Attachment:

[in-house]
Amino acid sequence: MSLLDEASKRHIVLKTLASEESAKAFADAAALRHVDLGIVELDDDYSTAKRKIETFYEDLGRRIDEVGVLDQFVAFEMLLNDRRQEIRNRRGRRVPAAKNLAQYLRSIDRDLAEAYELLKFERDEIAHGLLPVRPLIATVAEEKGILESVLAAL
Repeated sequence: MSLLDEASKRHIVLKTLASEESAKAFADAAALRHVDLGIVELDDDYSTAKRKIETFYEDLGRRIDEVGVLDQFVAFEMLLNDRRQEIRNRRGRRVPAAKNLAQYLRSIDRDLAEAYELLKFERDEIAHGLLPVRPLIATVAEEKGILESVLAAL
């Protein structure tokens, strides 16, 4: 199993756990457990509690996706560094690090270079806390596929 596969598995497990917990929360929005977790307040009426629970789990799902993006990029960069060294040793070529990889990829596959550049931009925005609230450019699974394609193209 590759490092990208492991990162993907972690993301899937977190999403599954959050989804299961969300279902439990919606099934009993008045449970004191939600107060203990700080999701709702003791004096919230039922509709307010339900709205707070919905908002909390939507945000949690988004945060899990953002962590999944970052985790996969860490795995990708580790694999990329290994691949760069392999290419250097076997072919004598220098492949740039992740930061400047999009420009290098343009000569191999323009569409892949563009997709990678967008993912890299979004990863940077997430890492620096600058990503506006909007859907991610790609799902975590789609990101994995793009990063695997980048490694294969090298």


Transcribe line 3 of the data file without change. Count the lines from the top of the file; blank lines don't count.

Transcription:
Repeated sequence: MSLLDEASKRHIVLKTLASEESAKAFADAAALRHVDLGIVELDDDYSTAKRKIETFYEDLGRRIDEVGVLDQFVAFEMLLNDRRQEIRNRRGRRVPAAKNLAQYLRSIDRDLAEAYELLKFERDEIAHGLLPVRPLIATVAEEKGILESVLAAL